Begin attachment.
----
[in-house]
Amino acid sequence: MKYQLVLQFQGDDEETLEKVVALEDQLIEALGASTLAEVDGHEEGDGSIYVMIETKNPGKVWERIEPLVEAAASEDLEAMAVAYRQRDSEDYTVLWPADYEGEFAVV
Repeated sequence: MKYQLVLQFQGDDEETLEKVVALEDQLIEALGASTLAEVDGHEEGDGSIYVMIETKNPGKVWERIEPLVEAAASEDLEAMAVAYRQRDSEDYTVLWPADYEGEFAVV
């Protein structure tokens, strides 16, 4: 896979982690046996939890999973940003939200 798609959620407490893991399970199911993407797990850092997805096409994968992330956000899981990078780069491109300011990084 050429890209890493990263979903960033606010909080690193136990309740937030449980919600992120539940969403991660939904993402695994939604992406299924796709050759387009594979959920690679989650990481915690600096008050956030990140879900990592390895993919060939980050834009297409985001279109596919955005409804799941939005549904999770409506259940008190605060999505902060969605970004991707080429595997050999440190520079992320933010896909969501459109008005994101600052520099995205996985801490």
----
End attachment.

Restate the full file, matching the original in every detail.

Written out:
[in-house]
Amino acid sequence: MKYQLVLQFQGDDEETLEKVVALEDQLIEALGASTLAEVDGHEEGDGSIYVMIETKNPGKVWERIEPLVEAAASEDLEAMAVAYRQRDSEDYTVLWPADYEGEFAVV
Repeated sequence: MKYQLVLQFQGDDEETLEKVVALEDQLIEALGASTLAEVDGHEEGDGSIYVMIETKNPGKVWERIEPLVEAAASEDLEAMAVAYRQRDSEDYTVLWPADYEGEFAVV
């Protein structure tokens, strides 16, 4: 896979982690046996939890999973940003939200 798609959620407490893991399970199911993407797990850092997805096409994968992330956000899981990078780069491109300011990084 050429890209890493990263979903960033606010909080690193136990309740937030449980919600992120539940969403991660939904993402695994939604992406299924796709050759387009594979959920690679989650990481915690600096008050956030990140879900990592390895993919060939980050834009297409985001279109596919955005409804799941939005549904999770409506259940008190605060999505902060969605970004991707080429595997050999440190520079992320933010896909969501459109008005994101600052520099995205996985801490």